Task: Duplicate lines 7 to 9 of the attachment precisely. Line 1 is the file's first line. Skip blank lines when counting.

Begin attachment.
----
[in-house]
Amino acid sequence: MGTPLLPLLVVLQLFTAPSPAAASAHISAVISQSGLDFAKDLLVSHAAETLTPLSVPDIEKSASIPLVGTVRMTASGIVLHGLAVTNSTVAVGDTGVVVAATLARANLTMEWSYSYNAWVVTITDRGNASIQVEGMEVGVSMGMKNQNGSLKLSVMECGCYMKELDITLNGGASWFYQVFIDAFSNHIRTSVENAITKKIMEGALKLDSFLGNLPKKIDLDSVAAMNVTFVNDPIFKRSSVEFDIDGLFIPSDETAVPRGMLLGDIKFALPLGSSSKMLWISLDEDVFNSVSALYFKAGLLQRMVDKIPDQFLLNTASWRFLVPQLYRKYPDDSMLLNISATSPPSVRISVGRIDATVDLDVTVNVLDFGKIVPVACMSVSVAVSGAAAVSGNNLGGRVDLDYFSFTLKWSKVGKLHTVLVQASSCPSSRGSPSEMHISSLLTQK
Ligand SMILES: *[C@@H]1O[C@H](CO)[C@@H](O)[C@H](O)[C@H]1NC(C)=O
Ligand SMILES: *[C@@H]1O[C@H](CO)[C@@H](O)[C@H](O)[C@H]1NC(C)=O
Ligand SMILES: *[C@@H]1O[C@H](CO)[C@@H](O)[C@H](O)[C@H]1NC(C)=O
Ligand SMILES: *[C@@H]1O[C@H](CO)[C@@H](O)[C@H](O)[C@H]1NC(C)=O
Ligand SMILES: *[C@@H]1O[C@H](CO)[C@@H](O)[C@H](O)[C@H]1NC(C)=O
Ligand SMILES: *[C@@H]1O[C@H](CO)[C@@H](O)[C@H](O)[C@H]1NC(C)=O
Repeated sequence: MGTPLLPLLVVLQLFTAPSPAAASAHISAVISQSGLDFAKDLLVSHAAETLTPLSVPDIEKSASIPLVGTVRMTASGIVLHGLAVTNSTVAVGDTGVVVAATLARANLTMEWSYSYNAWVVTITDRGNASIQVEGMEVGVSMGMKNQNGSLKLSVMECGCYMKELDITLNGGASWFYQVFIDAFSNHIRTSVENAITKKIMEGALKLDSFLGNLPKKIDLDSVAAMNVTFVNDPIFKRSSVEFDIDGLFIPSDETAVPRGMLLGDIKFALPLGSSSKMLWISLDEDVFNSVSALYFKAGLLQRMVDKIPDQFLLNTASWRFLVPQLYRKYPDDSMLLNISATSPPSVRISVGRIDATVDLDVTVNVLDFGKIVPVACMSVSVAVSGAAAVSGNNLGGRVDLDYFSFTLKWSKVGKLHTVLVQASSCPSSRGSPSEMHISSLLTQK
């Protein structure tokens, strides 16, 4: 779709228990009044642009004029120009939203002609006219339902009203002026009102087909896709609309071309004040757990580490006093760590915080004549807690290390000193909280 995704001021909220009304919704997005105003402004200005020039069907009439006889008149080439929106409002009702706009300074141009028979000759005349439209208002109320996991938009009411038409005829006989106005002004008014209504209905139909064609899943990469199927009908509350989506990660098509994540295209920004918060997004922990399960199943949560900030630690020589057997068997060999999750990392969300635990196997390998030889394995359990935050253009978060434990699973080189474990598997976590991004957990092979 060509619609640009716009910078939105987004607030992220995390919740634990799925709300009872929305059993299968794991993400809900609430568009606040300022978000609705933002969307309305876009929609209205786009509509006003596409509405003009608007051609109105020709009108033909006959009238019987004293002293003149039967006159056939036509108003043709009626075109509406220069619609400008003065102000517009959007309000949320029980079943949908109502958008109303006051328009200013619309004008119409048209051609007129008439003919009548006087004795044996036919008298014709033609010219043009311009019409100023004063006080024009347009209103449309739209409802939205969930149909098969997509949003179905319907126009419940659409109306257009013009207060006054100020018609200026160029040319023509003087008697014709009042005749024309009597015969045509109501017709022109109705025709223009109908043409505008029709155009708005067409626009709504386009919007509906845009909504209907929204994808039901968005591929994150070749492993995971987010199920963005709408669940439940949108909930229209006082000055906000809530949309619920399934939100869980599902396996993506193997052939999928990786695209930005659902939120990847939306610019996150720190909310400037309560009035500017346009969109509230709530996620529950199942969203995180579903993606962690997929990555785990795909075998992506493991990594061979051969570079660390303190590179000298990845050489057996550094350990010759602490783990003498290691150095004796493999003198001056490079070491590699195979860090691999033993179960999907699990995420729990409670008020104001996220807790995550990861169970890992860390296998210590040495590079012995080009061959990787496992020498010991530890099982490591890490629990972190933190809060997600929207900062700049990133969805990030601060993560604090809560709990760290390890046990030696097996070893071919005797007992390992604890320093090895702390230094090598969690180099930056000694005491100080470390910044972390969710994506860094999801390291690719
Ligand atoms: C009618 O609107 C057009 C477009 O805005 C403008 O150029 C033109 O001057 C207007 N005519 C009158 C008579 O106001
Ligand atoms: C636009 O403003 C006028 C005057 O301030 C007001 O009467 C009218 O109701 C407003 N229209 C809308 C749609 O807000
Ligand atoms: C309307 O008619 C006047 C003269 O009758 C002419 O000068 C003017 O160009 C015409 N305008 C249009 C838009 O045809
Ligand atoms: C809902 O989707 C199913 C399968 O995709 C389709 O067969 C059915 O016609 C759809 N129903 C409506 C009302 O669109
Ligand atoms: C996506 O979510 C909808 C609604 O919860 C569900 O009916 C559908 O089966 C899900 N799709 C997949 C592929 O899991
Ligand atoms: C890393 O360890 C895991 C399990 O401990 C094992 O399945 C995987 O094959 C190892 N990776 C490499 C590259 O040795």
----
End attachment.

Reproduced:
Ligand SMILES: *[C@@H]1O[C@H](CO)[C@@H](O)[C@H](O)[C@H]1NC(C)=O
Ligand SMILES: *[C@@H]1O[C@H](CO)[C@@H](O)[C@H](O)[C@H]1NC(C)=O
Repeated sequence: MGTPLLPLLVVLQLFTAPSPAAASAHISAVISQSGLDFAKDLLVSHAAETLTPLSVPDIEKSASIPLVGTVRMTASGIVLHGLAVTNSTVAVGDTGVVVAATLARANLTMEWSYSYNAWVVTITDRGNASIQVEGMEVGVSMGMKNQNGSLKLSVMECGCYMKELDITLNGGASWFYQVFIDAFSNHIRTSVENAITKKIMEGALKLDSFLGNLPKKIDLDSVAAMNVTFVNDPIFKRSSVEFDIDGLFIPSDETAVPRGMLLGDIKFALPLGSSSKMLWISLDEDVFNSVSALYFKAGLLQRMVDKIPDQFLLNTASWRFLVPQLYRKYPDDSMLLNISATSPPSVRISVGRIDATVDLDVTVNVLDFGKIVPVACMSVSVAVSGAAAVSGNNLGGRVDLDYFSFTLKWSKVGKLHTVLVQASSCPSSRGSPSEMHISSLLTQK